This application is related to U.S. patent application Ser. No. 12/131,654 (Atty. Docket NO. LAM2P628A), filed on Jun. 2, 2008, entitled “Materials for Particle Removal by Single-Phase and Two-Phase Media,” U.S. patent application Ser. No. 12/131,660 (Atty. Docket NO. LAM2P628C), filed on Jun. 2, 2008, entitled “Methods for Particle Removal by Single-Phase and Two-Phase Media,” U.S. patent application Ser. No. 12/131,667 (Atty. Docket NO. LAM2P628G), filed on Jun. 2, 2008, entitled “Apparatus for Particle Removal by Single-Phase and Two-Phase Media.” This application is also related to U.S. patent application Ser. No. 11/532,491 (Atty. Docket No. LAM2P548B), filed on Sep. 15, 2006, entitled “Method and Material for Cleaning a Substrate,” U.S. patent application Ser. No. 11/532,493 (Atty. Docket No. LAM2P548C), filed on Sep. 15, 2006, entitled “Apparatus and System for Cleaning a Substrate,” and U.S. patent application Ser. No. 11/641,362 (Atty. Docket No. LAM2P581), filed on Dec. 18, 2006, entitled “Substrate Preparation Using Stabilized Fluid Solutions and Methods for Making Stable Fluid Solutions.” The disclosure of each of the above-identified related applications is incorporated herein by reference.
  • FIELD OF THE INVENTION
  • [0002]
    The present invention relates generally to semiconductor substrate processing, and more particularly, to systems and methods for providing an efficient damage-free particle removal clean using specialty chemical formulation.
  • DESCRIPTION OF THE RELATED ART
  • [0003]
    Semiconductor devices are obtained through various fabrication operations. During the various fabrication operations, a substrate is exposed to various contaminants including any material or chemical used in the fabrication operations. Chemicals used in the various fabrication operations, such as etching, deposition, etc., leave particulates or polymer residue contaminants on and around the semiconductor devices formed on the surface of the substrate. The sizes of the particle contaminants are in the order of the critical dimensions or larger than the critical dimensions of the devices and features being fabricated on the substrate surface. As the size of semiconductor devices becomes smaller, it is becoming increasingly difficult to remove particles from the surface of the substrate without causing damage to the devices formed thereon.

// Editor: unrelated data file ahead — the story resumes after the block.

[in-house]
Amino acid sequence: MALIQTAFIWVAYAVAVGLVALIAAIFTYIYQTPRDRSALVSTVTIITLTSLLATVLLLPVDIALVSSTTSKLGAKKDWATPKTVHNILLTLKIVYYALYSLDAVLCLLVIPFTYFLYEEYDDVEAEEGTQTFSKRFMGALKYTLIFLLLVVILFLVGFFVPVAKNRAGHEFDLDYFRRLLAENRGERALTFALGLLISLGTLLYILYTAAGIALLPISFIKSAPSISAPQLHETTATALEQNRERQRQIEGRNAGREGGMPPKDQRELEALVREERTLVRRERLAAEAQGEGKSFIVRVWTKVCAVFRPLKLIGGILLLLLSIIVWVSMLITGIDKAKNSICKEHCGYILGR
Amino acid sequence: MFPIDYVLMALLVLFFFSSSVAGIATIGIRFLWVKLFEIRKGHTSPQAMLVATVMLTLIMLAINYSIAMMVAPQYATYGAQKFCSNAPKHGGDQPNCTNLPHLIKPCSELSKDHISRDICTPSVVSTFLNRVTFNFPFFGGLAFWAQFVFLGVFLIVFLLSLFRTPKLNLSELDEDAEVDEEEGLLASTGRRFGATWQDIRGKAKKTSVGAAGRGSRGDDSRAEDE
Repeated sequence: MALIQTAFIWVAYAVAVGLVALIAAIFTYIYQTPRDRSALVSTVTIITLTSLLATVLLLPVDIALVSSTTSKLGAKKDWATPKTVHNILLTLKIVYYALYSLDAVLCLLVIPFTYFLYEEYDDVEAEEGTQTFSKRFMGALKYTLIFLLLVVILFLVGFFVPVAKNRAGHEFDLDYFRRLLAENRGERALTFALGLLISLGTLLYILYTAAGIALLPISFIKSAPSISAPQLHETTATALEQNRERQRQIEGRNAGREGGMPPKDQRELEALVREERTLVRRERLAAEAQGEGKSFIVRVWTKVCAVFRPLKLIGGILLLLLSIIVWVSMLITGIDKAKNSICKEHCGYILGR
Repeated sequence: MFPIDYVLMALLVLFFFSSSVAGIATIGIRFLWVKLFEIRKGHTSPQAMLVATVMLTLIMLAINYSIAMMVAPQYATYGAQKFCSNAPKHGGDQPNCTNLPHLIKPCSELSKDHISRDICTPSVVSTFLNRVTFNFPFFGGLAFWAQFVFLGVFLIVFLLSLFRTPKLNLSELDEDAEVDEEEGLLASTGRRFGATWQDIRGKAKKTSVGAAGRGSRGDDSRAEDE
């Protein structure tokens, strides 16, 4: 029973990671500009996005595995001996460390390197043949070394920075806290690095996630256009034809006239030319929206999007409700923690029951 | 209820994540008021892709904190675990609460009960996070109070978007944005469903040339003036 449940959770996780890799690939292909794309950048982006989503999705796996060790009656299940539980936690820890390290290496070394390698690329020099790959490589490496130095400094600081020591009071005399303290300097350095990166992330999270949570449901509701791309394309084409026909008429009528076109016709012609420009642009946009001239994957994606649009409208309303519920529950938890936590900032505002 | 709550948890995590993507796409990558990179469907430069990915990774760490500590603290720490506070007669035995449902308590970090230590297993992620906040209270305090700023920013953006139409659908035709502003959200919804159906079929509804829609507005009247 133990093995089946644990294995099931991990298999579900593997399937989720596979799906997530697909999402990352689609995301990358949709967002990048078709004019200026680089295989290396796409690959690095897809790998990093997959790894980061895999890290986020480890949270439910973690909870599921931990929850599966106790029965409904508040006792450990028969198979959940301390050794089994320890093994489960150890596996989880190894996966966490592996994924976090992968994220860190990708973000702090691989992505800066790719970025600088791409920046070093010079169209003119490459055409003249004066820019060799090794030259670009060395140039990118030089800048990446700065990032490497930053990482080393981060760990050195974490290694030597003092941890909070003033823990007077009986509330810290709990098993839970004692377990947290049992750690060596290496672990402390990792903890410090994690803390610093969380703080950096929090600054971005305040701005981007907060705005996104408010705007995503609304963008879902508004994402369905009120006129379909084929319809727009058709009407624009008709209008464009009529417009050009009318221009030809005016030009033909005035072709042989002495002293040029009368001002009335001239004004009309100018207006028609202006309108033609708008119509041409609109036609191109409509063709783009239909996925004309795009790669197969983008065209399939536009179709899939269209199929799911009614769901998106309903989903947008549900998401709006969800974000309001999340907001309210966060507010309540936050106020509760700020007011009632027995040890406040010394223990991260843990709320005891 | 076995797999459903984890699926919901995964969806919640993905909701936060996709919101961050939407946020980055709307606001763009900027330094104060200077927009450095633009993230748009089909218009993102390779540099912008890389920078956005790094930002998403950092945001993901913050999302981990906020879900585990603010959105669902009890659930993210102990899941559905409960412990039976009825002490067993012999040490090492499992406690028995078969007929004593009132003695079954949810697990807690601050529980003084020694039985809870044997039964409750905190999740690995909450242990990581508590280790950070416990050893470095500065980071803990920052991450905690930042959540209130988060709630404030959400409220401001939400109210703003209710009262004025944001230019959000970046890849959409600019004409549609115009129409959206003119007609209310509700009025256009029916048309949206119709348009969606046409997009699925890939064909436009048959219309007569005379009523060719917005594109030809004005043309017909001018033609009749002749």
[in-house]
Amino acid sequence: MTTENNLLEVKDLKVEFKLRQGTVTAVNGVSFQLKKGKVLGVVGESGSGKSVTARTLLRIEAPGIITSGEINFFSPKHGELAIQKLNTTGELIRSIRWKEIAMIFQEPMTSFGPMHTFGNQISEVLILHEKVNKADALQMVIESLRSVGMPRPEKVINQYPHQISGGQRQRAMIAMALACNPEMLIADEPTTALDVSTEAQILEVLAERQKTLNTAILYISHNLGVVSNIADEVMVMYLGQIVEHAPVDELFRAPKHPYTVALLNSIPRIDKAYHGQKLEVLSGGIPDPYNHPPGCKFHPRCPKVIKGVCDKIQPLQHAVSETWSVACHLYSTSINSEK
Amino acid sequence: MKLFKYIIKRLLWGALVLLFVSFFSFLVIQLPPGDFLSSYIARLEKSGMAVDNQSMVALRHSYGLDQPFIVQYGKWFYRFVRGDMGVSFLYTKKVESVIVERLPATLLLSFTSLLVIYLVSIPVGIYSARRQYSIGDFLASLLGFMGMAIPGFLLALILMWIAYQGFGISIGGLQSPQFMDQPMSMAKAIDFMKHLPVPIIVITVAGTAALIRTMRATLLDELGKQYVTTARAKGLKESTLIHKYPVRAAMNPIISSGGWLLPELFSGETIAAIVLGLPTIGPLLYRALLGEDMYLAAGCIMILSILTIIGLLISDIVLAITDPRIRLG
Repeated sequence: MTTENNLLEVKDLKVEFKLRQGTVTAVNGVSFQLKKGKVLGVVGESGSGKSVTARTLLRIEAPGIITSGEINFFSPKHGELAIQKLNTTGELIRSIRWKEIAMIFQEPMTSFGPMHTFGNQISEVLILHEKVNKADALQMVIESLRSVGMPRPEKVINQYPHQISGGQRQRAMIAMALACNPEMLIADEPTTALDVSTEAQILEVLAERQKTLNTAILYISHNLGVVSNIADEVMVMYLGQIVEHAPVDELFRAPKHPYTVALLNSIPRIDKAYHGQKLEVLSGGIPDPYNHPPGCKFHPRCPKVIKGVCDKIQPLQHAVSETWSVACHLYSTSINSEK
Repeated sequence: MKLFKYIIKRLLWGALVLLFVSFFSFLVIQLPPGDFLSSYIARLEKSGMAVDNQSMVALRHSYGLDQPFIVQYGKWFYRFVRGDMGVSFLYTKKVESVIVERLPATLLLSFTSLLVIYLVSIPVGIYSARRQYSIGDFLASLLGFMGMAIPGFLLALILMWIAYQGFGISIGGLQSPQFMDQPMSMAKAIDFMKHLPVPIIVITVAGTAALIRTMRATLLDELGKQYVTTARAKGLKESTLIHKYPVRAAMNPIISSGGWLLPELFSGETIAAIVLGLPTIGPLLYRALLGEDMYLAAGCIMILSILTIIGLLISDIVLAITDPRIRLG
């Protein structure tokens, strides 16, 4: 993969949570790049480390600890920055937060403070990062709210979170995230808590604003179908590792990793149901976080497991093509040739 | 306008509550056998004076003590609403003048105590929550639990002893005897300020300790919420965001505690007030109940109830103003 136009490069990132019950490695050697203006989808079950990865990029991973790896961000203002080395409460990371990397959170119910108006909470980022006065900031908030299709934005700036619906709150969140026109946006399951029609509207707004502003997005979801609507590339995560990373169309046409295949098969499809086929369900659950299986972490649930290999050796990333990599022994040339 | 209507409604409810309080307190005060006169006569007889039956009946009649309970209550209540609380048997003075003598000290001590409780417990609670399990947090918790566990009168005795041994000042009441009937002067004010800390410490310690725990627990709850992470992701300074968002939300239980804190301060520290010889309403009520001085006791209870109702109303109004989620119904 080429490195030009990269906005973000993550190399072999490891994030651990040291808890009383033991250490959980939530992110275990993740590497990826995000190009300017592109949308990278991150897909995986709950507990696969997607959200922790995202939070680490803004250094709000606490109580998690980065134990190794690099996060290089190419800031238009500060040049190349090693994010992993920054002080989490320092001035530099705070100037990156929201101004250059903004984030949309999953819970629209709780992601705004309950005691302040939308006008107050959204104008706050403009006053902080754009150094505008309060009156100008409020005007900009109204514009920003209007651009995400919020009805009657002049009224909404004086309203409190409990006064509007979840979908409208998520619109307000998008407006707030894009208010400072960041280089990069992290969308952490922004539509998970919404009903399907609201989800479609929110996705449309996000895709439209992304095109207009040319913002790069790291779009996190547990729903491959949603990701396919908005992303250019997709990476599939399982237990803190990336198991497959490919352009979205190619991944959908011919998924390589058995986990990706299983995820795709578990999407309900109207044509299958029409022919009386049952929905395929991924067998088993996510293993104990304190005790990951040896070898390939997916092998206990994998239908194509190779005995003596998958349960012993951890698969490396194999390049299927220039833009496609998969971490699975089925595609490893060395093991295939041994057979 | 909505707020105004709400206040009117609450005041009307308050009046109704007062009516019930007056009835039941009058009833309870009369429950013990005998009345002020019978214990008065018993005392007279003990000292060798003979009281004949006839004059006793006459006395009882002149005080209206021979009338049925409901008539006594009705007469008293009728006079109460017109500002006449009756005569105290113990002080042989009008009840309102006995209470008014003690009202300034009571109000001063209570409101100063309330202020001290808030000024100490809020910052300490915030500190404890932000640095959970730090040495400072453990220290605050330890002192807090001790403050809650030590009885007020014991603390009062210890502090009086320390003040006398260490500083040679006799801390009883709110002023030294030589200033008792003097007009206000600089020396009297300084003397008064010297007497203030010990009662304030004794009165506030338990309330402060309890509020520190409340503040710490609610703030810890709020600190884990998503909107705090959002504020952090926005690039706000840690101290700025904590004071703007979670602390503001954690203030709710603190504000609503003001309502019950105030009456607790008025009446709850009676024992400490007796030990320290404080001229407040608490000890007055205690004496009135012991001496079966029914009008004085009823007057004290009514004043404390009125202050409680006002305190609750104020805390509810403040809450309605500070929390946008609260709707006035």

• [0004]
    In some embodiments, mechanical energy is used to remove the contaminants from the surface of the substrate. However, it is common knowledge that applying mechanical energy causes semiconductor devices to collapse. Novel semiconductor substrate treatment concept using specialty chemical formulation has been known to rid the surface of the substrate off the contaminants causing minimal damage to the semiconductor devices. With specialty chemical formulation, particle removal efficiency (PRE) depends on how the chemical formulation is applied and removed from the surface of the substrate. The choice of the specialty chemical formulation strongly depends on the type of substrate and type of particles that need to be removed. Typical PRE value using specialty formulation is of the order of about 90%. Although this is a high PRE value, it should be understood that the remaining 10% of contaminants are left behind on the substrate after a cleaning operation. This 10% of particle contaminants may result in significant yield drop and, therefore, have to be removed prior to a subsequent process operation.
  • [0005]
    The aforementioned PRE value reflects the optimum results in a perfect cleaning environment. In reality, the PRE value can be much lower (as low as 40-50%) than the above estimate leading to thousands of contaminants remaining on the surface of the substrate potentially resulting in significant yield loss.
  • [0006]
    In view of the foregoing, a more effective cleaning technology is needed in removing the contaminants from the surface of the substrate while preserving the structural integrity of the semiconductor devices. It is in this context embodiments of the invention arise.
  • SUMMARY
  • [0007]